Tracing contraband tobacco from the street to the boardroom: a case study in Europe
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Sociology Department, University of York, York
Publication date: 2023-04-25
Corresponding author
Frances Thirlway   

Sociology Department, University of York, York
Tob. Prev. Cessation 2023;9(Supplement):A7
Tobacco companies over-supply low-excise tax markets in the knowledge that products will be smuggled to higher-excise countries, but there has been limited research on how this process operates. This study follows a specific product from the streets of Northern England where it is consumed by the poorest and most vulnerable smokers, back to the industry boardroom where they are targeted.

Material and Methods:
This study used a unique bottom-up, case study methodology, starting with qualitative interview data with smokers in deprived areas, before working up to illicit tobacco seizure data and analysis of tobacco industry documents to document how a specific tobacco company has built up its illicit market in one region of the UK.

The illicit tobacco product considered has dominated the illicit market in the North East of Englandfor decades. It was the main product seen in these areas, most smokers used it and younger smokers grew up with it. Seizure data confirmed that this was the dominant brand. Industry documents showed that the company designed this product to appeal to British smokers, targeting it first at legal outlets on the Belgian coast popular with tobacco tourists, before directing most of their production to the Luxembourg market. The lack of tax harmonisation between Luxembourg and neighbouring countries appears to have helped create the conditions for organised smuggling of this product.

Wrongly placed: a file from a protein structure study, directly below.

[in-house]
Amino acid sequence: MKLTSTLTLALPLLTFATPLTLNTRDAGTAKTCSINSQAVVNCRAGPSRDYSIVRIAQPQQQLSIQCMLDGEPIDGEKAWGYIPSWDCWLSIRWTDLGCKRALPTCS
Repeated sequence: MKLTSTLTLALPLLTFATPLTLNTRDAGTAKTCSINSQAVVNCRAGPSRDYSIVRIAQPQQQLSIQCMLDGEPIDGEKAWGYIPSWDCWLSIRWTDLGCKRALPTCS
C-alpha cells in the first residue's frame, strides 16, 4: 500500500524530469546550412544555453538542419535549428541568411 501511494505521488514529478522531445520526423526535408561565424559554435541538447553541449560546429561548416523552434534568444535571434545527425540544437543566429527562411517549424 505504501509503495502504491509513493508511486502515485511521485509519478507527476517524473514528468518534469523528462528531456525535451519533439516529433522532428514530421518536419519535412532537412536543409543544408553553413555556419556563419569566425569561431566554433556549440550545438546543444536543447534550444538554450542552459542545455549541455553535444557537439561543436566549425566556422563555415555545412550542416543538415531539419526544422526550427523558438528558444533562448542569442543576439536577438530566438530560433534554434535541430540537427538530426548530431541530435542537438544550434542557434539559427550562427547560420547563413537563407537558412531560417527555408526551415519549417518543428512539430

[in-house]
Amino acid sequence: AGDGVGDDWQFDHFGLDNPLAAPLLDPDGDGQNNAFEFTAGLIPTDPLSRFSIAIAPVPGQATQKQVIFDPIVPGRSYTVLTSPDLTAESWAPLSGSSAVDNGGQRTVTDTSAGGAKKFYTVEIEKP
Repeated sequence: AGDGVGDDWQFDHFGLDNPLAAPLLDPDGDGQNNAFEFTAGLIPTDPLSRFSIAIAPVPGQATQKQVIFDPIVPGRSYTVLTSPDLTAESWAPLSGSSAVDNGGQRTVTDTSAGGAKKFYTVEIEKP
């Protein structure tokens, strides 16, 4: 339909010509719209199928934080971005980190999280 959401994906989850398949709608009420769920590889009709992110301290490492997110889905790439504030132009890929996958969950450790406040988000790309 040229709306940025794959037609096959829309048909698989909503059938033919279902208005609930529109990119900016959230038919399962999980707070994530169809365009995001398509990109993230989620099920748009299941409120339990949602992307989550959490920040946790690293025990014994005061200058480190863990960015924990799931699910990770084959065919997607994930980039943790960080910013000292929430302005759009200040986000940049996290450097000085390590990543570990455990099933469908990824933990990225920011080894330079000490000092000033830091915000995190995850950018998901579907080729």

Tobacco companies use a range of strategies to disseminate their product, including taking advantage of differences in tax regimes. This case study shows how individual companies build up specific illegal markets alongside, or replacing legal markets. We call for 1) swifter progress towards excise tax harmonisation in Europe to address tobacco industry profiteering and 2) effective use of track & trace data to investigate and prosecute specific cases such as this one.

The authors have no conflicts of interest to declare.
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